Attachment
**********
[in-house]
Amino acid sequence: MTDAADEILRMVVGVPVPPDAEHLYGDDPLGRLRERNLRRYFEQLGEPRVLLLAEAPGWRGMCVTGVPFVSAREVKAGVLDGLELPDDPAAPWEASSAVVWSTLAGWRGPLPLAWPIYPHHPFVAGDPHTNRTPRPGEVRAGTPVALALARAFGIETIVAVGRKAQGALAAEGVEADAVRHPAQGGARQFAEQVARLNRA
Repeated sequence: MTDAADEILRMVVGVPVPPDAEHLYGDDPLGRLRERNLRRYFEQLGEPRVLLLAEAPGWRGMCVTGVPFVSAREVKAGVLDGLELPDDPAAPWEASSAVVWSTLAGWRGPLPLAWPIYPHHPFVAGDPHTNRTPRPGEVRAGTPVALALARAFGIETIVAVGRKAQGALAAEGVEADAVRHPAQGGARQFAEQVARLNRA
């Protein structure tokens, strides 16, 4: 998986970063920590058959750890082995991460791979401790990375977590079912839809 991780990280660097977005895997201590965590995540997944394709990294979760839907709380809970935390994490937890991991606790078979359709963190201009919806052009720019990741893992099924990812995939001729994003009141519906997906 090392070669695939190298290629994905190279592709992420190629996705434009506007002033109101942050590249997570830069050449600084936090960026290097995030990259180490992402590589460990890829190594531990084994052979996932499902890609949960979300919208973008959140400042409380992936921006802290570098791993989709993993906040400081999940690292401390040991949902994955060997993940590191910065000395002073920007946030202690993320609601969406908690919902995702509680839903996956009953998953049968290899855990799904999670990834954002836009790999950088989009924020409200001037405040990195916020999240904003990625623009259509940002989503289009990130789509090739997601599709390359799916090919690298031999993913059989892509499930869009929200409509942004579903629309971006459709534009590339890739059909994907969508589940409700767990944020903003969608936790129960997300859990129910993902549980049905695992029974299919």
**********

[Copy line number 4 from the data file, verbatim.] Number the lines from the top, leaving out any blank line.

């Protein structure tokens, strides 16, 4: 998986970063920590058959750890082995991460791979401790990375977590079912839809 991780990280660097977005895997201590965590995540997944394709990294979760839907709380809970935390994490937890991991606790078979359709963190201009919806052009720019990741893992099924990812995939001729994003009141519906997906 090392070669695939190298290629994905190279592709992420190629996705434009506007002033109101942050590249997570830069050449600084936090960026290097995030990259180490992402590589460990890829190594531990084994052979996932499902890609949960979300919208973008959140400042409380992936921006802290570098791993989709993993906040400081999940690292401390040991949902994955060997993940590191910065000395002073920007946030202690993320609601969406908690919902995702509680839903996956009953998953049968290899855990799904999670990834954002836009790999950088989009924020409200001037405040990195916020999240904003990625623009259509940002989503289009990130789509090739997601599709390359799916090919690298031999993913059989892509499930869009929200409509942004579903629309971006459709534009590339890739059909994907969508589940409700767990944020903003969608936790129960997300859990129910993902549980049905695992029974299919």